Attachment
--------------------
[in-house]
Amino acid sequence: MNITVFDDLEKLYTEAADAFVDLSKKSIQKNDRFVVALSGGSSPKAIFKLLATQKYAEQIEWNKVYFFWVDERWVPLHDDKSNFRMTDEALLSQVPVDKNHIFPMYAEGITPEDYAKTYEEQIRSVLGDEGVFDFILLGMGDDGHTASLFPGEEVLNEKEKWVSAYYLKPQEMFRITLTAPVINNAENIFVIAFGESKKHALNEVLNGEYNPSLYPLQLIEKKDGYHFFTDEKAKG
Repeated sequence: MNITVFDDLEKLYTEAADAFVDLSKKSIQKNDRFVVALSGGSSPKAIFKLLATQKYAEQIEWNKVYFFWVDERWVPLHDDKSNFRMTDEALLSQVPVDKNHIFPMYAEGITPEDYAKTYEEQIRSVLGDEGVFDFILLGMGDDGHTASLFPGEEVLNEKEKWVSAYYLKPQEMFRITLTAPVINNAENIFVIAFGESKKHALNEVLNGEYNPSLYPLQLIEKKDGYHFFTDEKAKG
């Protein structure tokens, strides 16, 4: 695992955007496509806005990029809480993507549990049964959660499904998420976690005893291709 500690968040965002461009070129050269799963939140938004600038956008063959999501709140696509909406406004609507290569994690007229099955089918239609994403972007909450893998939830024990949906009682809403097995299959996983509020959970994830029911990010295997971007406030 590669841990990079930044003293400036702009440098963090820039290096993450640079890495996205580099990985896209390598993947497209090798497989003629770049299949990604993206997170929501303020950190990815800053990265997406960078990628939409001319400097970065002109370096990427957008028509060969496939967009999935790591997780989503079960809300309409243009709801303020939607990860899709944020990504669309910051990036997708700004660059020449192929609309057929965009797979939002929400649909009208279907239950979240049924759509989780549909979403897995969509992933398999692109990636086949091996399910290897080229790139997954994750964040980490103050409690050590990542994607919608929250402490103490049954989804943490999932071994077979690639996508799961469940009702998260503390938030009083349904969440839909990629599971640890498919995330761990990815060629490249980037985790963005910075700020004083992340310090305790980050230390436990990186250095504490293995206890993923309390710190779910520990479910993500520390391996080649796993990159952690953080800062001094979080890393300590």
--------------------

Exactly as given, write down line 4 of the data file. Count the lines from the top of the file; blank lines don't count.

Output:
């Protein structure tokens, strides 16, 4: 695992955007496509806005990029809480993507549990049964959660499904998420976690005893291709 500690968040965002461009070129050269799963939140938004600038956008063959999501709140696509909406406004609507290569994690007229099955089918239609994403972007909450893998939830024990949906009682809403097995299959996983509020959970994830029911990010295997971007406030 590669841990990079930044003293400036702009440098963090820039290096993450640079890495996205580099990985896209390598993947497209090798497989003629770049299949990604993206997170929501303020950190990815800053990265997406960078990628939409001319400097970065002109370096990427957008028509060969496939967009999935790591997780989503079960809300309409243009709801303020939607990860899709944020990504669309910051990036997708700004660059020449192929609309057929965009797979939002929400649909009208279907239950979240049924759509989780549909979403897995969509992933398999692109990636086949091996399910290897080229790139997954994750964040980490103050409690050590990542994607919608929250402490103490049954989804943490999932071994077979690639996508799961469940009702998260503390938030009083349904969440839909990629599971640890498919995330761990990815060629490249980037985790963005910075700020004083992340310090305790980050230390436990990186250095504490293995206890993923309390710190779910520990479910993500520390391996080649796993990159952690953080800062001094979080890393300590």